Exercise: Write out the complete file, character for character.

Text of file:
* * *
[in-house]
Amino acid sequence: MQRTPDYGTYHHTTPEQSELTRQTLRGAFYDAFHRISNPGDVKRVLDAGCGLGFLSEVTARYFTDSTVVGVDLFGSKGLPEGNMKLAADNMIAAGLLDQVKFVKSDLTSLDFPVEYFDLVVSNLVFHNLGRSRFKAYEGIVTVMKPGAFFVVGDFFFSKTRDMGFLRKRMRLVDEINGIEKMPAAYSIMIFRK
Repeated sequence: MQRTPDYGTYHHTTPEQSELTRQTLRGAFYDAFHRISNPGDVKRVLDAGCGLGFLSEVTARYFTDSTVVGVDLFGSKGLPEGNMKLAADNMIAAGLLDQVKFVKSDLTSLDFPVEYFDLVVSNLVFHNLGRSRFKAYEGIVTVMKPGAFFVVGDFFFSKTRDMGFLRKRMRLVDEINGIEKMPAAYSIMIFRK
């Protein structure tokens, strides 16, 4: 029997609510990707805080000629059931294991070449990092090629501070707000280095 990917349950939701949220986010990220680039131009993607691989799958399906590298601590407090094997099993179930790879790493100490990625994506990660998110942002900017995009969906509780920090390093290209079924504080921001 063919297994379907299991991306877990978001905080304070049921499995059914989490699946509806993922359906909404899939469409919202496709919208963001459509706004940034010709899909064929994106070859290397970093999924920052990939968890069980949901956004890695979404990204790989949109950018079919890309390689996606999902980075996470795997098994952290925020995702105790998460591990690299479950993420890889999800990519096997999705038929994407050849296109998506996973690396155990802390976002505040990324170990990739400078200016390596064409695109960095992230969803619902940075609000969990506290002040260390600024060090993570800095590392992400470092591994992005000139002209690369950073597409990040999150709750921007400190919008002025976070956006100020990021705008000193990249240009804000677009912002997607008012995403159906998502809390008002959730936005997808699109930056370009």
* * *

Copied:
[in-house]
Amino acid sequence: MQRTPDYGTYHHTTPEQSELTRQTLRGAFYDAFHRISNPGDVKRVLDAGCGLGFLSEVTARYFTDSTVVGVDLFGSKGLPEGNMKLAADNMIAAGLLDQVKFVKSDLTSLDFPVEYFDLVVSNLVFHNLGRSRFKAYEGIVTVMKPGAFFVVGDFFFSKTRDMGFLRKRMRLVDEINGIEKMPAAYSIMIFRK
Repeated sequence: MQRTPDYGTYHHTTPEQSELTRQTLRGAFYDAFHRISNPGDVKRVLDAGCGLGFLSEVTARYFTDSTVVGVDLFGSKGLPEGNMKLAADNMIAAGLLDQVKFVKSDLTSLDFPVEYFDLVVSNLVFHNLGRSRFKAYEGIVTVMKPGAFFVVGDFFFSKTRDMGFLRKRMRLVDEINGIEKMPAAYSIMIFRK
């Protein structure tokens, strides 16, 4: 029997609510990707805080000629059931294991070449990092090629501070707000280095 990917349950939701949220986010990220680039131009993607691989799958399906590298601590407090094997099993179930790879790493100490990625994506990660998110942002900017995009969906509780920090390093290209079924504080921001 063919297994379907299991991306877990978001905080304070049921499995059914989490699946509806993922359906909404899939469409919202496709919208963001459509706004940034010709899909064929994106070859290397970093999924920052990939968890069980949901956004890695979404990204790989949109950018079919890309390689996606999902980075996470795997098994952290925020995702105790998460591990690299479950993420890889999800990519096997999705038929994407050849296109998506996973690396155990802390976002505040990324170990990739400078200016390596064409695109960095992230969803619902940075609000969990506290002040260390600024060090993570800095590392992400470092591994992005000139002209690369950073597409990040999150709750921007400190919008002025976070956006100020990021705008000193990249240009804000677009912002997607008012995403159906998502809390008002959730936005997808699109930056370009």